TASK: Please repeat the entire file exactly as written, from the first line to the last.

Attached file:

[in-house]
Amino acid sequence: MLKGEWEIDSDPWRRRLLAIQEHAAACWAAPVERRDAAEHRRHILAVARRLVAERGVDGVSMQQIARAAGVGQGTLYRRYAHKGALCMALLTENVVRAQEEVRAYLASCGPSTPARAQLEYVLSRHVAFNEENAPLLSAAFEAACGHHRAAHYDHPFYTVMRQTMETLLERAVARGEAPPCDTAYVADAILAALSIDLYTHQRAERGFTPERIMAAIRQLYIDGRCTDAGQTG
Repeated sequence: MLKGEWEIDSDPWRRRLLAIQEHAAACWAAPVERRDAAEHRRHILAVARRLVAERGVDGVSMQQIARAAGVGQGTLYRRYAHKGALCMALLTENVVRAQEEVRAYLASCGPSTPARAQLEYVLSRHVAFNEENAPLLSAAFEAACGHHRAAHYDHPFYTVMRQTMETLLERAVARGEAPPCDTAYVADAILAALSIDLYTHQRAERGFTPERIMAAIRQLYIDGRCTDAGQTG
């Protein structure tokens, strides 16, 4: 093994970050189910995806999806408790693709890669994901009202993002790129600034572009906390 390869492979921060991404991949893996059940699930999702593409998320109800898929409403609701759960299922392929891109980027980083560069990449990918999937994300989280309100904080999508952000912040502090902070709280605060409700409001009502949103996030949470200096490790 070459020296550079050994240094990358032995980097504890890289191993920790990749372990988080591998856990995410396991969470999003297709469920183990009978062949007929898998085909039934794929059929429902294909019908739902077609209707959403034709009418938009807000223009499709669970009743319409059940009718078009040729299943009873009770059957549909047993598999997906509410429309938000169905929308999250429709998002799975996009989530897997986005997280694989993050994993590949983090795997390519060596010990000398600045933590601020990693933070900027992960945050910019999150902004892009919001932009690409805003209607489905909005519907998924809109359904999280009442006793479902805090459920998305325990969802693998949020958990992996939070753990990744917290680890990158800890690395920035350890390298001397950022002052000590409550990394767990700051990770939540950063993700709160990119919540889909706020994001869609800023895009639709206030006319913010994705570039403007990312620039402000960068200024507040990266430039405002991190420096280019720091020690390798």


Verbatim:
[in-house]
Amino acid sequence: MLKGEWEIDSDPWRRRLLAIQEHAAACWAAPVERRDAAEHRRHILAVARRLVAERGVDGVSMQQIARAAGVGQGTLYRRYAHKGALCMALLTENVVRAQEEVRAYLASCGPSTPARAQLEYVLSRHVAFNEENAPLLSAAFEAACGHHRAAHYDHPFYTVMRQTMETLLERAVARGEAPPCDTAYVADAILAALSIDLYTHQRAERGFTPERIMAAIRQLYIDGRCTDAGQTG
Repeated sequence: MLKGEWEIDSDPWRRRLLAIQEHAAACWAAPVERRDAAEHRRHILAVARRLVAERGVDGVSMQQIARAAGVGQGTLYRRYAHKGALCMALLTENVVRAQEEVRAYLASCGPSTPARAQLEYVLSRHVAFNEENAPLLSAAFEAACGHHRAAHYDHPFYTVMRQTMETLLERAVARGEAPPCDTAYVADAILAALSIDLYTHQRAERGFTPERIMAAIRQLYIDGRCTDAGQTG
């Protein structure tokens, strides 16, 4: 093994970050189910995806999806408790693709890669994901009202993002790129600034572009906390 390869492979921060991404991949893996059940699930999702593409998320109800898929409403609701759960299922392929891109980027980083560069990449990918999937994300989280309100904080999508952000912040502090902070709280605060409700409001009502949103996030949470200096490790 070459020296550079050994240094990358032995980097504890890289191993920790990749372990988080591998856990995410396991969470999003297709469920183990009978062949007929898998085909039934794929059929429902294909019908739902077609209707959403034709009418938009807000223009499709669970009743319409059940009718078009040729299943009873009770059957549909047993598999997906509410429309938000169905929308999250429709998002799975996009989530897997986005997280694989993050994993590949983090795997390519060596010990000398600045933590601020990693933070900027992960945050910019999150902004892009919001932009690409805003209607489905909005519907998924809109359904999280009442006793479902805090459920998305325990969802693998949020958990992996939070753990990744917290680890990158800890690395920035350890390298001397950022002052000590409550990394767990700051990770939540950063993700709160990119919540889909706020994001869609800023895009639709206030006319913010994705570039403007990312620039402000960068200024507040990266430039405002991190420096280019720091020690390798």